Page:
From Kirk Yetholm to Edale: On the Road Again

The Pennine Way by Humphrey Bolton, CC BY-SA 2.0, via Wikimedia Commons

After my stop in Xi’an, I was eager to resume my walk. But was I ready for a difficult multi-year trek to the Russian Far East and the Bering Strait? Would I arrive in winter, and would the strait be frozen solidly enough so that I could walk across the ice, possibly wondering whether Sarah Palin was watching me from her house? Did I have warm enough socks? (Even on a virtual trip it is always important to have good socks.) After serious weighing of pros and cons, I decided it was time for something completely different. Of course it was!

Here’s what I did: I transported myself to Kirk Yetholm, a Scottish village close to the English border. My plan was to walk the Pennine Way north to south in the footsteps of Simon Armitage, as described in his book Walking Home: A Poet’s Journey. I should add—not that you haven’t already guessed—that my footsteps would be completely virtual, although Armitage’s footsteps were earned, every one of them.

Most hikers walk the Pennine Way from south to north, but Armitage chose to walk in the wrong direction because, as a poet, he was “naturally contrary.” Well, yes, poets are contrary, but the real reason was that he wanted to walk toward rather than away from his home, which happened to be at the southern end of the route. Makes sense to me. He borrowed a rucksack from his mum and planned to rely on the kindness of strangers and friends to drive his heavy suitcase from each stopping point to the next, because who on a three-week walking trip wants to stop and do laundry? Besides, a poet never travels without his books, and the books were in the suitcase. The walk was well planned. Armitage posted his schedule on his website and announced his plan to give a poetry reading at each village along the way (with the exception of Once Brewed, where he would arrive on the day of the World Cup Final). To raise money for incidental expenses along the way, he planned to pass a hat; when the time came, he decided on a sock instead of a hat, as the sock provided a measure of privacy for the contributors. He did quite well with the sock, although the many £1 coins he received made his suitcase even heavier. At one point he was able to “launder” them—the coins, not his dirty clothes.

Simon Armitage is the current Poet Laureate of the UK, but I heard of him when he was elected Oxford Professor of Poetry in 2015, five years after his hike down the spine of England. Of course it was his walking that interested me. Poets tend to be walkers—think William Wordsworth, John Clare, and, closer to home, A. R. Ammons, who once wrote a famous essay about poetry and walking. The essay, titled “A Poem Is a Walk,” first appeared in print in Epoch 18 (Fall 1968) and is now all over the internet for anyone who knows how to google. Ammons—called “Archie” by those of us who knew him—said this: “How does a poem resemble a walk? First, each makes use of the whole body, involvement is total, both mind and body. . . . The pace at which a poet walks (and thinks), his natural breath-length, the line he pursues, whether forthright and straight or weaving and meditative, his whole ‘air,’ whether of aimlessness or purpose—all these things and many more figure into the ‘physiology’ of the poem he writes.” Archie had much more to say about poetry and walking, and his essay is well worth reading.

Of course Archie is right, and I am oversimplifying a complex argument when I say that poems are made of motion, footprint by footprint. Iambs are footprints, heel toe, heel toe, and if you trip on a pebble or get momentarily stuck in a mucky peat bog, you might get something resembling an anapest or a dactyl. Even if you don’t count your footsteps, they are there, heel-toeing across the page, returning home. Writing poetry is hard. You need warm socks and sturdy boots if you are to go the distance.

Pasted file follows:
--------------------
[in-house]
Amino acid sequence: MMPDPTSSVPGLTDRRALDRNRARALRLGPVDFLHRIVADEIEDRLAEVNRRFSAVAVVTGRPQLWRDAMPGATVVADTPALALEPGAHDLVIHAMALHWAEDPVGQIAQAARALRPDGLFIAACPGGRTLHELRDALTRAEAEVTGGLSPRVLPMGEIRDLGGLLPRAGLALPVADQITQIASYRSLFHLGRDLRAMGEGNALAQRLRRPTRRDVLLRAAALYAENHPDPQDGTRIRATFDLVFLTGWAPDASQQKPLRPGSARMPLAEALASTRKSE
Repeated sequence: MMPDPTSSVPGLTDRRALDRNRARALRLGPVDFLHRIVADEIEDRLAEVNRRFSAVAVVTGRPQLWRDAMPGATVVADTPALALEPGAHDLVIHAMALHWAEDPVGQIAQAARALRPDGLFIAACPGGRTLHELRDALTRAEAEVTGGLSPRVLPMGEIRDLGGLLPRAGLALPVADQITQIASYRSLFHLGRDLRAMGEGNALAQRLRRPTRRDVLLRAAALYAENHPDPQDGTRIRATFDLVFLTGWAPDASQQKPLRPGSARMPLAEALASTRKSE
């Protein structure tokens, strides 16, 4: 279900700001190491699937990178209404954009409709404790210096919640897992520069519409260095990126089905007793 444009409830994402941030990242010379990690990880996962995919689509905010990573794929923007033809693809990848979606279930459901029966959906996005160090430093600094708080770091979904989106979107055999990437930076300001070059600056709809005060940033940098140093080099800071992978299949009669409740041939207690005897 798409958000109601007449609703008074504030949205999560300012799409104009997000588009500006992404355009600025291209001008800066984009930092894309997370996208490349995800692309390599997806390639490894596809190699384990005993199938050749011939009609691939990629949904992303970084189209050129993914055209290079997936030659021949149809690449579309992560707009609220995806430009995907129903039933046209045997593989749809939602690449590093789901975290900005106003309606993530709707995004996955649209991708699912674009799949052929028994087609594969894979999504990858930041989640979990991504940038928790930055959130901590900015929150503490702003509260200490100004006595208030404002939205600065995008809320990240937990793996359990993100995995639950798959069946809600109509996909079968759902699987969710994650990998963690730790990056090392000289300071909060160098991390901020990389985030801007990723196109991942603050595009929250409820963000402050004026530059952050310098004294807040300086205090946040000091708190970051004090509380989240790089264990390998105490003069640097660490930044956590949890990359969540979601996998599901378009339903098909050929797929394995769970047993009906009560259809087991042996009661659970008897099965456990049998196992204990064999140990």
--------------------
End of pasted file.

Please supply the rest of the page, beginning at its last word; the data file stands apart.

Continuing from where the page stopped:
I am reading Simon Armitage’s book as I make my virtual footprints along the Pennine Way. I am almost keeping up with him, headed toward Hawes village, which promises furniture stores and pastry shops. I will enjoy the pastry shops, I think. So let’s go walk some poems. I already have the boots.

Kashgar to Xi’an: I Did It!

Image by Christel SAGNIEZ from Pixabay

Yes, I did it! I walked most of the way across China, starting at Kashgar, a city near China’s western border. Although I walked the miles actually (really, truly), I accomplished the trip virtually (not really, not truly), tracking my progress on a spreadsheet and a map, putting one foot in front of the other wherever my feet happened to be, which was not China. I have never been to China. I would like to go there someday, but in the meantime walking is good exercise, and for me the exercise is more meaningful—i.e., less boring—if I feel I’m getting somewhere. 

My walk from Kashgar to Xi’an was the third leg of my great Silk Road adventure. Part one, which I started on August 1, 2018, took me from Istanbul to Tehran, a distance of 1994 miles. I completed that journey on November 24, 2019, and immediately started part two, a 1948-mile trek from Tehran to Kashgar. Heading still farther east, I left Kashgar on March 12, 2021, and arrived at my destination last Sunday, September 25, 2022, having walked (virtually) 2582 miles of deserts and orchards and glacial waterways. That’s 6524 miles in five years, one month, and twenty-five days. I didn’t rush. 

Bernard Ollivier, a retired French journalist, did me one better by walking approximately the same route as mine back at the turn of this century—an in-person walk—and then writing about his experiences in a three-volume set of books: Out of Istanbul, Walking to Samarkand, and Winds of the Steppe. I was more than halfway through my own journey when I learned about his books; I haven’t read the first two, and I’ve only dipped into the last one.